And even if it doesn’t, how is a country of 1.3 billion going to do what we have done? This is not to say I begrudge the Chinese the same luxuries I have enjoyed. But one issue that underlies any further contest over ideology is the stark reality that the globe cannot sustain even half the world’s population at the living standards produced by consumer capitalism currently enjoyed in the developed world, at least not using fossil fuels to drive it. If China were to weather this crisis successfully, after all, it would need to encourage a significant portion of its population to become American-style consumers. Back when I was in China, the auto companies aspired to sell cars to China’s middle class–300 million people–so basically another America again full of cars. A lot would need to change to make that possible, and I think few people trying to turn the Chinese into consumers as the next stage of the advance of capitalism have thought through the implications of that.

So there seems to be a finite limit to the degree to which China can use capitalism to beat the capitalists.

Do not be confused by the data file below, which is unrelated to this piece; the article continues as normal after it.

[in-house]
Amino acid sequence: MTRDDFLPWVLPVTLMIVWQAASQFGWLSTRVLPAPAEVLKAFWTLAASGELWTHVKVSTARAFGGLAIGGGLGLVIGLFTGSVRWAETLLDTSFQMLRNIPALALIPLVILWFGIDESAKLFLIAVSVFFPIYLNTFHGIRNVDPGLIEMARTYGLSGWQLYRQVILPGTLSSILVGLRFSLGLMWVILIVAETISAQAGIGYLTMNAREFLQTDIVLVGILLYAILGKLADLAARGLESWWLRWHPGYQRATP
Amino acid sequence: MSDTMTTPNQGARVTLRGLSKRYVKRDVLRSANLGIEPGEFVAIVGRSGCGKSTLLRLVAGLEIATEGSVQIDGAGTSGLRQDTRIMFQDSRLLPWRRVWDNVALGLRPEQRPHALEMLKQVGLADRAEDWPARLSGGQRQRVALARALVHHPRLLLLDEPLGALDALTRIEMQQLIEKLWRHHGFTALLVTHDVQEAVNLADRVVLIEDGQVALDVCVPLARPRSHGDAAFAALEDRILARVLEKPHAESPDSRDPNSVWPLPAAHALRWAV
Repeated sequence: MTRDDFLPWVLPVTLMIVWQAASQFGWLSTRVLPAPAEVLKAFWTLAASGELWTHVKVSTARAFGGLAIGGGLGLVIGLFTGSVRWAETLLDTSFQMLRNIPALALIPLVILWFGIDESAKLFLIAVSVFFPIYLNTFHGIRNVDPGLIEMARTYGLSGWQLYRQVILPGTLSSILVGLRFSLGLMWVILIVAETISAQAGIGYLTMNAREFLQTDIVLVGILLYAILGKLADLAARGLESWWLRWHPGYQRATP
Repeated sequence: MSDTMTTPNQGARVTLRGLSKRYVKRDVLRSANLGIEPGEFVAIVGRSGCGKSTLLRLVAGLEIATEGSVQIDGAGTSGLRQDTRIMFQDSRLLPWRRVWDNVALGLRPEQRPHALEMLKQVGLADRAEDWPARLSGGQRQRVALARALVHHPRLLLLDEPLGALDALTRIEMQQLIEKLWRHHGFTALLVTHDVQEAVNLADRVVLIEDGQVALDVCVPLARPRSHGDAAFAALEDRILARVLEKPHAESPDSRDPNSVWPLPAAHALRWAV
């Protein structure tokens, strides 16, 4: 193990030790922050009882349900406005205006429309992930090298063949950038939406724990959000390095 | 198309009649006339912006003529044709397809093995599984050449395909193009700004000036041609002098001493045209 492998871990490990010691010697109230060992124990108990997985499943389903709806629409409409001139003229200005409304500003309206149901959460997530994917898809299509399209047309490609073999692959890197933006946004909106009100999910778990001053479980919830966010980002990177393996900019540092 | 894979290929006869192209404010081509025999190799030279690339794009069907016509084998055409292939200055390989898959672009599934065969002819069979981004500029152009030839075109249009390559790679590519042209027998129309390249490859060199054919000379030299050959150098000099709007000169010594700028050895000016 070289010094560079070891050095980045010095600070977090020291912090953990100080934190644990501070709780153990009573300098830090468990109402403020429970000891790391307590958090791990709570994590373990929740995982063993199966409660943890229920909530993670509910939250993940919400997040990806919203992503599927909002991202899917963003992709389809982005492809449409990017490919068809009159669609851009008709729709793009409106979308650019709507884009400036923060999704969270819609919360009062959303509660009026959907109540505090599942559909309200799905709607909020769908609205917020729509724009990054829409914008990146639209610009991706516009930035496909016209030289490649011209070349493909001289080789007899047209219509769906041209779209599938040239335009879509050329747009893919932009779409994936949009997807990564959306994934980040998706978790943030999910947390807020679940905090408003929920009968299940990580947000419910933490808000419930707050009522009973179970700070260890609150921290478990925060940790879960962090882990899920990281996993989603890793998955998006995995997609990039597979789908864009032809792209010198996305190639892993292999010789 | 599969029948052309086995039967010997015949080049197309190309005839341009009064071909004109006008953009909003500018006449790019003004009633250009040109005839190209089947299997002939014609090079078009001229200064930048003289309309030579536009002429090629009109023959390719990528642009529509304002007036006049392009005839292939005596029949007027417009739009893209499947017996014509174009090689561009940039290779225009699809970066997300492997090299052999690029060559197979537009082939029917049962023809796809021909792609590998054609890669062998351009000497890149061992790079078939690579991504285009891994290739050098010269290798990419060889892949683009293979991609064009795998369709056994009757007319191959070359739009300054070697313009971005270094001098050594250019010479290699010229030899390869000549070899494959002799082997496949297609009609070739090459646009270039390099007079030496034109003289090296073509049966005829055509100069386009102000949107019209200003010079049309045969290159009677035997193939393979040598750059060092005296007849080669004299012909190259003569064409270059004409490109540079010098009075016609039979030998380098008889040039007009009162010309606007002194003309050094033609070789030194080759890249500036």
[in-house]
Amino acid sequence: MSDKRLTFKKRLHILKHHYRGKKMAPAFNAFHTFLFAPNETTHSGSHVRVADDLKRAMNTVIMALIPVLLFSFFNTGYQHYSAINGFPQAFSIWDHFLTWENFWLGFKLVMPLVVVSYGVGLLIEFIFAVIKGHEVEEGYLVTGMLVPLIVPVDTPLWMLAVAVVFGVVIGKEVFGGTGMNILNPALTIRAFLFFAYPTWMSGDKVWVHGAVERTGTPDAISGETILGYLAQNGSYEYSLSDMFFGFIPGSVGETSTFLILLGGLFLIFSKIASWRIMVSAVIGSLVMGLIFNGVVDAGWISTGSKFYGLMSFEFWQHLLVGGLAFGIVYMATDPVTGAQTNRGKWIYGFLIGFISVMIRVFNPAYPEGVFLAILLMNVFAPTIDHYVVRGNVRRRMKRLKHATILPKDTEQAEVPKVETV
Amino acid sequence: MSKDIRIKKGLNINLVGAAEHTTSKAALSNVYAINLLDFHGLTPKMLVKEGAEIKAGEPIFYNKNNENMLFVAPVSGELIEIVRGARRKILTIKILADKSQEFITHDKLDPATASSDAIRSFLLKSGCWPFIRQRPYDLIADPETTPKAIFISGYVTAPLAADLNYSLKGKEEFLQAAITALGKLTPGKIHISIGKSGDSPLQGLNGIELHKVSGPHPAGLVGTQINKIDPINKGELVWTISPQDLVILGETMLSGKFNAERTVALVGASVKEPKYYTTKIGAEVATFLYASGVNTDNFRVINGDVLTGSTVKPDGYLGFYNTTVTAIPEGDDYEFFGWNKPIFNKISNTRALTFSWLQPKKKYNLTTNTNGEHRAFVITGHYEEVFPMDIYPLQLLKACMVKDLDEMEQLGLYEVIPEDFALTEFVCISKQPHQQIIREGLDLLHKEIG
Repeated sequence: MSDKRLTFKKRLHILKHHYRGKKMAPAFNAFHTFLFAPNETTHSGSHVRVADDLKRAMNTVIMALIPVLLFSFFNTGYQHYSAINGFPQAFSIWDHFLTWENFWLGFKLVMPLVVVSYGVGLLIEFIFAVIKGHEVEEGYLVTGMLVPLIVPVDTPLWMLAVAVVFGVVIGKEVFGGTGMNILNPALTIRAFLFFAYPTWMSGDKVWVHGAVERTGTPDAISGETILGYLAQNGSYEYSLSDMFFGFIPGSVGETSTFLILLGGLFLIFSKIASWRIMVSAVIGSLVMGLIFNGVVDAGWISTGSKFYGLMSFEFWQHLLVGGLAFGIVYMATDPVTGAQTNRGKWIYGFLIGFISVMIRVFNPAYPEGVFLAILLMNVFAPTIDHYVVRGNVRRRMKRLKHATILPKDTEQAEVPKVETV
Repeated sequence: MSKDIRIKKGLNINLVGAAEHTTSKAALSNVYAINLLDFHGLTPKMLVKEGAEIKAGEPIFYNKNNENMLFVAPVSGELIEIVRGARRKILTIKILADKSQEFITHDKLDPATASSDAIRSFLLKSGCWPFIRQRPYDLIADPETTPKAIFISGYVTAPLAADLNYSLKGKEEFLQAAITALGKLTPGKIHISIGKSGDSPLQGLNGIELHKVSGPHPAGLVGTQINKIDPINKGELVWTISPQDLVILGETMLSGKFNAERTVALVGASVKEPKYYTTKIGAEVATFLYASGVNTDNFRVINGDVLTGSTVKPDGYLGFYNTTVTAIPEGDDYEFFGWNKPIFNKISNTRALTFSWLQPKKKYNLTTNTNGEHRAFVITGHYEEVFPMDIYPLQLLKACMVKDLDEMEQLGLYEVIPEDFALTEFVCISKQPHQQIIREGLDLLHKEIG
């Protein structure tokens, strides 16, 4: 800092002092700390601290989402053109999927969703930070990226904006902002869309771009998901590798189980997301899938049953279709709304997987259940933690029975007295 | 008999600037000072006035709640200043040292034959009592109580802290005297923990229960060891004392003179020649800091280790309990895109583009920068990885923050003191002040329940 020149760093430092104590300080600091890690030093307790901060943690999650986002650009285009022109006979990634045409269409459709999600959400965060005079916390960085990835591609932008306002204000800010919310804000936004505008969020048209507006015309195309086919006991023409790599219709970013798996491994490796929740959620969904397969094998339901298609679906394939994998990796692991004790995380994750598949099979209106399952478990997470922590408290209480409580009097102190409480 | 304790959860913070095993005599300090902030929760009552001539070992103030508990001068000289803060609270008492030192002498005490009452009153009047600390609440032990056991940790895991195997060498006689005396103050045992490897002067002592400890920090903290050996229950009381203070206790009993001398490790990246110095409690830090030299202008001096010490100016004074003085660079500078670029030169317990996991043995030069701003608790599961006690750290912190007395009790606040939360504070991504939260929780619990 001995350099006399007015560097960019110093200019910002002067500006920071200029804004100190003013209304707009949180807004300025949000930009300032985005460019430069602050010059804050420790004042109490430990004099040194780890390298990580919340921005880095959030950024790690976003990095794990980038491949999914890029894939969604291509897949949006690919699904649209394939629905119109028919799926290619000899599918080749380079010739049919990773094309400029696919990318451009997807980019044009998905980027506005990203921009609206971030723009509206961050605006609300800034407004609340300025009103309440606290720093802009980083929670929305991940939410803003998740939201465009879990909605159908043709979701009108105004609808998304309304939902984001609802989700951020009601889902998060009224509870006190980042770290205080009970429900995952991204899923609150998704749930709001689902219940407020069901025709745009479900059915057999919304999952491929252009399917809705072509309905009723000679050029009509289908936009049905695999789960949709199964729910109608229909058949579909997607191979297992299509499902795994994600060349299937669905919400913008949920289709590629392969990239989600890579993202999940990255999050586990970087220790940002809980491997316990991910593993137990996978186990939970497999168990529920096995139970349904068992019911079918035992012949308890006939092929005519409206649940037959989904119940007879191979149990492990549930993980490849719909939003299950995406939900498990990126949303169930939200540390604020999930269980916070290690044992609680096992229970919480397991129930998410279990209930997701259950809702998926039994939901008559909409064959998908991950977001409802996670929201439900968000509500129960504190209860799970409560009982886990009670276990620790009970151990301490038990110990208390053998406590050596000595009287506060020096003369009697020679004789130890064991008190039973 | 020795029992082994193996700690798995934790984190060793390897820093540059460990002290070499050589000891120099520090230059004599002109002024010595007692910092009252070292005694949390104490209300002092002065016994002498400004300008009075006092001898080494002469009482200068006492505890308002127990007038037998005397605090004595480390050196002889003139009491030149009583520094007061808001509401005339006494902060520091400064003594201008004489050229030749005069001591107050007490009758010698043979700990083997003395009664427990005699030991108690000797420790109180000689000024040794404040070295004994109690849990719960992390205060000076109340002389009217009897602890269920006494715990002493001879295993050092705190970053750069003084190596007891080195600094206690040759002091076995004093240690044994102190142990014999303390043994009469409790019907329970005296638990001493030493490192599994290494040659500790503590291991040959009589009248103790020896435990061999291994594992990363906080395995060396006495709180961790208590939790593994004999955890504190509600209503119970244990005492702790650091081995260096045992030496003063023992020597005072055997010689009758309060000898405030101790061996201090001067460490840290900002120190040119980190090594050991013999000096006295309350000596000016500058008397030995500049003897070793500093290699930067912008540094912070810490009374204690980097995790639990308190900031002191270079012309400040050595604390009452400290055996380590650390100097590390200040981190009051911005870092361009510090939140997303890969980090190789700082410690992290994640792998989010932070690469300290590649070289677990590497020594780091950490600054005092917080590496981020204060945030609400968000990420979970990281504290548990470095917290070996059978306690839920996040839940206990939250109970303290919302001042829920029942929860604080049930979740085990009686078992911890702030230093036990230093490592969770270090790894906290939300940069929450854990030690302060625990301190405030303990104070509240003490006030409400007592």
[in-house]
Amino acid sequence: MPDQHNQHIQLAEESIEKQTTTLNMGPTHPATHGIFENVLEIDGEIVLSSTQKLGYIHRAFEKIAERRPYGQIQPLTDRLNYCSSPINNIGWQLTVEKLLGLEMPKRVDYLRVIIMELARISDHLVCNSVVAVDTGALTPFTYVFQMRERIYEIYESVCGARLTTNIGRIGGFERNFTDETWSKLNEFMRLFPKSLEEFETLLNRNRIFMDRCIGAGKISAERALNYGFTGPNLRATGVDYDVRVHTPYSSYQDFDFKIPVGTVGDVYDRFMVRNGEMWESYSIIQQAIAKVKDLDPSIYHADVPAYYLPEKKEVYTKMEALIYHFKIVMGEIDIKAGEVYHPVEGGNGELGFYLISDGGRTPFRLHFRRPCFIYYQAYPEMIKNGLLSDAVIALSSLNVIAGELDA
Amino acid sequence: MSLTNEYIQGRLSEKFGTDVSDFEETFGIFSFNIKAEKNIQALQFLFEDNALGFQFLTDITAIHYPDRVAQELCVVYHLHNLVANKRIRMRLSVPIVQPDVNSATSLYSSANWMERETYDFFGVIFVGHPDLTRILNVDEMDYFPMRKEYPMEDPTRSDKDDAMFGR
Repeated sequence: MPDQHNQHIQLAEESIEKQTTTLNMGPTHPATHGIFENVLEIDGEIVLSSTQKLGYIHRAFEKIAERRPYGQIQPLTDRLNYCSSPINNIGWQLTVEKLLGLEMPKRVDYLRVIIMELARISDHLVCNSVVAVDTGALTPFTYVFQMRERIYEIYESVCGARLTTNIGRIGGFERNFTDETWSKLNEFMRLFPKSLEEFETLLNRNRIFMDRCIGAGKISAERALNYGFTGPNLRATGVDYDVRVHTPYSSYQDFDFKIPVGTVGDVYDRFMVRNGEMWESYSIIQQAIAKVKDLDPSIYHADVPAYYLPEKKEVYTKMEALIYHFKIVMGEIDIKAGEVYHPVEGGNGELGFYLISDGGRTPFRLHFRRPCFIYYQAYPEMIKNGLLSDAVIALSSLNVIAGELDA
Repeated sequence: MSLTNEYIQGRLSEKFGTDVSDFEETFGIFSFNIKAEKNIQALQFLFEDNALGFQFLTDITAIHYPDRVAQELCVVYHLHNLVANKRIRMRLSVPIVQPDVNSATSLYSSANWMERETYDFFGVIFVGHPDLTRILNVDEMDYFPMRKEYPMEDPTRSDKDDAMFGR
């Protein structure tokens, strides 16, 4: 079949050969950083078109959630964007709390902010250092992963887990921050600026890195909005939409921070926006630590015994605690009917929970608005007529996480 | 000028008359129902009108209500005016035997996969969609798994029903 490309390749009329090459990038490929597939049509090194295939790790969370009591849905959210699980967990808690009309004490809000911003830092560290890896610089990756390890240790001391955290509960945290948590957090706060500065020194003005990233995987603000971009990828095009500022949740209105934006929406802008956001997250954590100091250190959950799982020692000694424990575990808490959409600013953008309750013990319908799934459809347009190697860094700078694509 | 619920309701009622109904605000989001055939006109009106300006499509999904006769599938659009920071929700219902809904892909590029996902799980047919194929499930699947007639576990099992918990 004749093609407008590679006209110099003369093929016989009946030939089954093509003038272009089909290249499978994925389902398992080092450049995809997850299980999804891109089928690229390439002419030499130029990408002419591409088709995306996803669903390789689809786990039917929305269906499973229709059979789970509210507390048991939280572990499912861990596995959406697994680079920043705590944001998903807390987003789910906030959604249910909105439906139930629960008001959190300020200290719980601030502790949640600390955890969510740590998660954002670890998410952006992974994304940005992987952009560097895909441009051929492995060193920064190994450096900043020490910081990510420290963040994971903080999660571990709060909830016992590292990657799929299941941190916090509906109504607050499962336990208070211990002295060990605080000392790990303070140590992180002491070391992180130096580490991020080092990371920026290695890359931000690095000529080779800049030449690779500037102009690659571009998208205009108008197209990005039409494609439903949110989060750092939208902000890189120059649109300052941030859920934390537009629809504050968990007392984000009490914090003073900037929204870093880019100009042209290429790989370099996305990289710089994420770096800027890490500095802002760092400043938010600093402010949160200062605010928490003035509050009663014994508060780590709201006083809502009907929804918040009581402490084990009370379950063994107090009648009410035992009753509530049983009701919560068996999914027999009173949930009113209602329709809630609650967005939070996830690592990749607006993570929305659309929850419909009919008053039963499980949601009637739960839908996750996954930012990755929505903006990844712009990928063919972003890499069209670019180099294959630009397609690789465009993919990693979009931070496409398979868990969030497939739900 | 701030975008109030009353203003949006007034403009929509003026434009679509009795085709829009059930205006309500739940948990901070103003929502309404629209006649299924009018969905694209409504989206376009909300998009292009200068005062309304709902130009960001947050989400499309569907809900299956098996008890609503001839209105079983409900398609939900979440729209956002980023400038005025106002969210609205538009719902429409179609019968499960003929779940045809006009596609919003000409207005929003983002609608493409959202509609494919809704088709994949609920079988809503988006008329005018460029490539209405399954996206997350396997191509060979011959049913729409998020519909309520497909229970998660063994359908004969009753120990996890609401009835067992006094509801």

But I also think something else is going on with ideology as it existed during the Cold War. With the failure of both communism and (thus far, in more limited fashion) capitalism, it becomes increasingly clear that ideology doesn’t make for successful countries, governance does. Whether or not capitalism will experience a resurgence, our country has become corrupt and ineffective enough that it’s not clear we’d go with it. Moreover, the bogeyman that has replaced the Evil Empire–terrorism–is as much about an increasingly viable challenge to the nation-state, at a time when a rising number of failed states offer a geographic beachhead for such challenges. One of the most important ways to combat “terrorism” is to prevent militarization and climate issues to create more failed states. And that means there will be less emphasis on ideology as it worked in the Cold War and a greater premium on governance.